Justia Landlord – Tenant Opinion Summaries

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A Landlord leased separate properties to two different sets of Tenants using nearly identical written documents. This appeal concerned a dispute between the Landlord and Tenants regarding whether the leases were enforceable for their stated five-year terms or whether a clause providing for “annual review of rental rates” resulted in unenforceable “agreements to agree.” The Landlord sued the Tenants in separate actions, seeking a declaratory judgment to determine its rights under the leases. The district court concluded that the leases were valid and enforceable for their five-year terms. The Supreme Court affirmed as modified, holding that the terms of the leases were clear and unambiguous and contemplated only an annual review without requiring an annual agreement.View "Gibbons Ranches, LLC v. Bailey" on Justia Law

By Justia Inc
Getty Properties Corp. leased certain properties to Getty Petroleum Marketing, Inc. by way of a master lease. Getty Marketing sublet the properties to Green Valley Oil, LLC. Thereafter, Green Valley entered into an individual sub-sublease with each Defendant, the owners of retail gasoline stations. Getty Properties subsequently terminated the master lease. Getty Marketing then filed for bankruptcy. The bankruptcy court rejected the master lease and ordered that Getty Marketing relinquish possession of the properties to Getty Properties. Getty Properties and NECG Holdings Corp. served Defendants with notices to quit, but Defendants refused to vacate the properties. Plaintiffs subsequently commenced summary process actions against Defendants. The trial court rendered judgment of immediate possession for Plaintiffs. The Supreme Court affirmed, holding that the trial court did not err in (1) determining that Plaintiffs’ notices to quit were valid; (2) admitting into evidence the lease between Getty Properties and Getty Marketing, as well as the sublease between Getty Marketing and Green Valley; (3) interpreting the various pleadings in Getty Marketing’s bankruptcy case as terminating the lease and the sublease; (4) finding that Plaintiffs proved a prima facie case for summary process; and (5) failing to dismiss the summary process action as premature.View "Getty Props. Corp. v. ATKR, LLC" on Justia Law

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Mosser’s nine-unit residential apartment building is subject to rent control under the San Francisco Residential Rent Stabilization and Arbitration Ordinance, which limits rent increases to tenants in occupancy. Under Civil Code section 1954.53, which provides that “an owner of residential real property may establish the initial rental rate for a dwelling or unit,” local jurisdictions are authorized to impose rent control limiting rate increases until “the original occupant or occupants who took possession of the dwelling or unit pursuant to the rental agreement with the owner no longer permanently reside there.” Brian, then age 13, moved into the apartment with his parents in 2003. When his parents and siblings left the apartment in 2013, Brian remained, with the landlord’s consent. The San Francisco Rent Stabilization and Arbitration Board and the trial court concluded that Brian, although a minor when the rental agreement was entered and not a signatory to the rental agreement, was an “original occupant” entitled to the continued protection of the rent control provision. The court of appeal affirmed; the law, as written, does not permit vacancy decontrol until all lawful occupants vacate the premises.View "Mosser Co. v. San Francisco Rent Stabilization & Arbitration Bd." on Justia Law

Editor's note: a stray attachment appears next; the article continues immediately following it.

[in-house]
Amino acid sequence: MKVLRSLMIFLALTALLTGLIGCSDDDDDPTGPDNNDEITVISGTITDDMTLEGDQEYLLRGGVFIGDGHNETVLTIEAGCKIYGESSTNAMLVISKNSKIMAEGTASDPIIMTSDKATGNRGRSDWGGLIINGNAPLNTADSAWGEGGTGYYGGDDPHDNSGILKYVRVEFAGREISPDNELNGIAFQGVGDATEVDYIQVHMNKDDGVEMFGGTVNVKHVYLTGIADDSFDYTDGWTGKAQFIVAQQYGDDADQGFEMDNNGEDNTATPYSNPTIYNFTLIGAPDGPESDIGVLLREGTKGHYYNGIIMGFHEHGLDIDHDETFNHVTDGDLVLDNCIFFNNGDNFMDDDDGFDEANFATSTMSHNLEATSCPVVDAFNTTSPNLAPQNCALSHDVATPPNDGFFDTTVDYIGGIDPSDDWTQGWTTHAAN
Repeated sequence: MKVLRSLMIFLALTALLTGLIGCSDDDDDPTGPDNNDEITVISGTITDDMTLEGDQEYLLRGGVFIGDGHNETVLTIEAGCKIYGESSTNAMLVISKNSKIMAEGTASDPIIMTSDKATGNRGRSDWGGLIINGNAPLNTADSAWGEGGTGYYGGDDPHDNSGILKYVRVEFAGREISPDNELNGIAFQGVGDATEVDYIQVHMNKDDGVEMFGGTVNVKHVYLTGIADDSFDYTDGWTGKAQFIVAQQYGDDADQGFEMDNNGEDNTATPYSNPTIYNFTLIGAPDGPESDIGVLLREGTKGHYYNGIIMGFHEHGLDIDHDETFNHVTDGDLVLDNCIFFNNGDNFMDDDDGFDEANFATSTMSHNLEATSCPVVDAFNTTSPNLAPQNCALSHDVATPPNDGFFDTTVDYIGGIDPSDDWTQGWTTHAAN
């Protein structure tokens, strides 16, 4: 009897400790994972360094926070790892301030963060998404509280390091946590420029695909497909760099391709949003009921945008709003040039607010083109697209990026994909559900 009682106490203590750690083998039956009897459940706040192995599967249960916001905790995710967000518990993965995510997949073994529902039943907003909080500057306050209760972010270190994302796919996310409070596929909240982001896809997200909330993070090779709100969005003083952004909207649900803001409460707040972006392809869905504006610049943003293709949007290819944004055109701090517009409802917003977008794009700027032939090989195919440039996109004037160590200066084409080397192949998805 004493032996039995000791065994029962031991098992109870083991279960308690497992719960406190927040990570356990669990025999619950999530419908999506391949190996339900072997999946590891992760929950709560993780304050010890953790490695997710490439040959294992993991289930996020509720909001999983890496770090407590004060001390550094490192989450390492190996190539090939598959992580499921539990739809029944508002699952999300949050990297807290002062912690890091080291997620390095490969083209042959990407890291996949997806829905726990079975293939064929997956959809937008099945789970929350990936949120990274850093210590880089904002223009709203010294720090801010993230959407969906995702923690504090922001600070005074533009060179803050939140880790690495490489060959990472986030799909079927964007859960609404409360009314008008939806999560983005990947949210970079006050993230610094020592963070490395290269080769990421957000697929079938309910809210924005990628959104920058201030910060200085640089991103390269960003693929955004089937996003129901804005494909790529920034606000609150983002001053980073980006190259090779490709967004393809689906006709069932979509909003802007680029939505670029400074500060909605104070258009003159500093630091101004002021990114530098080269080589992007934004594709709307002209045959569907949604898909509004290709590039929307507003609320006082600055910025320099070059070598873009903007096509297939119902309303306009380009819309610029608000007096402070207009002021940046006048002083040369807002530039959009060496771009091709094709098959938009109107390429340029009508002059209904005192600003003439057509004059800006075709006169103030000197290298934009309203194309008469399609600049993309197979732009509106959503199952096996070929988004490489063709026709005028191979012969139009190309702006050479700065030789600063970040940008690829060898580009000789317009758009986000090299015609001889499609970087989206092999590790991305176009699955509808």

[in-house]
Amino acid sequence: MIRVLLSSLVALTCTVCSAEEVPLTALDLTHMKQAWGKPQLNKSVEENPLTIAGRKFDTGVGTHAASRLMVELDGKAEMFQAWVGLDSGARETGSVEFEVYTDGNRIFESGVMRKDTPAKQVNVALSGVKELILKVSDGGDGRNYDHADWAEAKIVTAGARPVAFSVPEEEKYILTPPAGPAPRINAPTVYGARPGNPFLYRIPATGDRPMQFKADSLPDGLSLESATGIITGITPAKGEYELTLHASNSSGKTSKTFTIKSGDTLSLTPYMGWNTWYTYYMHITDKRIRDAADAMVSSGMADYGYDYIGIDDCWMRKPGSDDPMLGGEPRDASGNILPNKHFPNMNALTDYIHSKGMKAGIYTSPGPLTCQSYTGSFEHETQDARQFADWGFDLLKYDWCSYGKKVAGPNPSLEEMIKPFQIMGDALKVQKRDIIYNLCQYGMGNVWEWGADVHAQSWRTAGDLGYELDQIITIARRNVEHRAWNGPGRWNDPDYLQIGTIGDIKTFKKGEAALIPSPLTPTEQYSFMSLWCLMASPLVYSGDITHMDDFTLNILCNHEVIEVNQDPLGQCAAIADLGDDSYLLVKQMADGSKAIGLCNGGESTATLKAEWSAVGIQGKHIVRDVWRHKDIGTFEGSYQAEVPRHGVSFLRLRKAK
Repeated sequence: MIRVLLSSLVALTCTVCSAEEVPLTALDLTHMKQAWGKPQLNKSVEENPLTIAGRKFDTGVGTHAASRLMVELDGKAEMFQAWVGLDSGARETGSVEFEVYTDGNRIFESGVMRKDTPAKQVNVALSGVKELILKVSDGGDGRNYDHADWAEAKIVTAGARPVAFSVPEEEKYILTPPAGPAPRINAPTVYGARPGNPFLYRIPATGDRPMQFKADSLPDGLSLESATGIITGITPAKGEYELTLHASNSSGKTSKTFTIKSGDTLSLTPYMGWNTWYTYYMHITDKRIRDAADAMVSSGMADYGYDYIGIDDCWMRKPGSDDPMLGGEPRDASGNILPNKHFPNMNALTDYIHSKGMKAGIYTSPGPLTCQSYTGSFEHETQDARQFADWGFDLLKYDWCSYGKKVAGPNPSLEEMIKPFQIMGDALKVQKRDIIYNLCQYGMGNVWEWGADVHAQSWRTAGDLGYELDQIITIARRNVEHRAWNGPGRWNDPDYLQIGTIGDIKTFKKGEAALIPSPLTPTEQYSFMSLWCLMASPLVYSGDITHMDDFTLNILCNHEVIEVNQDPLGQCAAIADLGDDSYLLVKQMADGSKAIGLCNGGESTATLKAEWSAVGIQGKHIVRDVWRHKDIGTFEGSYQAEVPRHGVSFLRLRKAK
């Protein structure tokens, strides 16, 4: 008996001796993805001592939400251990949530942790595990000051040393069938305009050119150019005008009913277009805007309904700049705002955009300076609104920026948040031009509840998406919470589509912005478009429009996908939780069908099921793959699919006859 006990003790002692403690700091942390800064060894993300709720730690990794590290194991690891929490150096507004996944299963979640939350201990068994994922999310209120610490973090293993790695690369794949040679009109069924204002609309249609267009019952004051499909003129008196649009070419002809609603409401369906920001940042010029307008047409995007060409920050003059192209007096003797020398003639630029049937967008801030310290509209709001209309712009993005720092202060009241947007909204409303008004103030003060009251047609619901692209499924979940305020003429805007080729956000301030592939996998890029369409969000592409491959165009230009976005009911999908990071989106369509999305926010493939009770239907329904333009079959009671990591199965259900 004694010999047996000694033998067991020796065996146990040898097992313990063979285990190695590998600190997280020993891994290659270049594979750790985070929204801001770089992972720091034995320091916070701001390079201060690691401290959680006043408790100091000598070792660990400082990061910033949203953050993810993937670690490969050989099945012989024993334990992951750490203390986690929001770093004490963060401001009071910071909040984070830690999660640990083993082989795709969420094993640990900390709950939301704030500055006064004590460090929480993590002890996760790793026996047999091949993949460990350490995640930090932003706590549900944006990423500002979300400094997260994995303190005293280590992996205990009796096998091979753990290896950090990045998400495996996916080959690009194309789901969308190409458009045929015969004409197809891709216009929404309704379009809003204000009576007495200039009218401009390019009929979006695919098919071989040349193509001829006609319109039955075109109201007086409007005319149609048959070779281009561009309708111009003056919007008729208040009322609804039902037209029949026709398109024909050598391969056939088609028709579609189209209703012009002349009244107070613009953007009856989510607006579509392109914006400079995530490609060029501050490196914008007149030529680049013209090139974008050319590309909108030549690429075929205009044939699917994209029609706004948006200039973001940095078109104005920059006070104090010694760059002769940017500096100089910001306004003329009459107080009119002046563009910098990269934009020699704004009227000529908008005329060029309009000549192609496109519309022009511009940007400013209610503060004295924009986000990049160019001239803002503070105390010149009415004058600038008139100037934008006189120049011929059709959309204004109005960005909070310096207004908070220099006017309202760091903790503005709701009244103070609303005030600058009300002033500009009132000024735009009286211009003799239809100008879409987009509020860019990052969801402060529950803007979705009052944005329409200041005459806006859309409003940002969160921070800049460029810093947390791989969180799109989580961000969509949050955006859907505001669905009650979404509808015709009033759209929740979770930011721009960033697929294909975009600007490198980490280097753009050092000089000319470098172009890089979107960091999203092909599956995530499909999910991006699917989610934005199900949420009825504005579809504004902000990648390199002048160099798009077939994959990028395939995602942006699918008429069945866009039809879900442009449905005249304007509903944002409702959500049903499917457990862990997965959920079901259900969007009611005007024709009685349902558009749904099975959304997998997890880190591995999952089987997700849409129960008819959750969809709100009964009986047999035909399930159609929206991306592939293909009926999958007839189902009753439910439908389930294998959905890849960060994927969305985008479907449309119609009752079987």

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By Justia Inc
Appellant had leased the same apartment at a San Juan, Puerto Rico housing cooperative (Cooperative) for several years. While living at the cooperative, Appellant received benefits under the Section 8 federal housing assistance program, which enabled her to pay her rent. When the Housing Finance Authority concluded that Appellant’s apartment unit was “over-housed” for Section 8 purposes, the Cooperative informed Appellant that she would have to pay market-rate rent without the Section 8 assistance. Appellant subsequently submitted a request to the Cooperative for reasonable accommodation on account of her disability, stating that she could not move to a different unit without compromising her health. The Cooperative denied Appellant’s request. After filing an administrative complaint without success, Appellant filed suit in federal court, alleging that the Cooperative had violated the Fair Housing Act by failing to provide the requested accommodation, by engaging in a pattern of discriminatory actions against her, and by retaliating against her because she had recently prevailed in a separate HUD proceeding against the Cooperative. The district court (1) found in the defendants’ favor regarding the reasonable accommodation and disparate treatment claims; and (2) concluded that it lacked jurisdiction to decide the retaliation claim. The First Circuit (1) affirmed the district court’s grant of summary judgment on the reasonable accommodation and disparate treatment claims; and (2) reversed the district court’s decision to dismiss Appellant’s retaliation claim, holding that the district court had jurisdiction to decide this claim.View "Batista v. Cooperativa de Vivienda" on Justia Law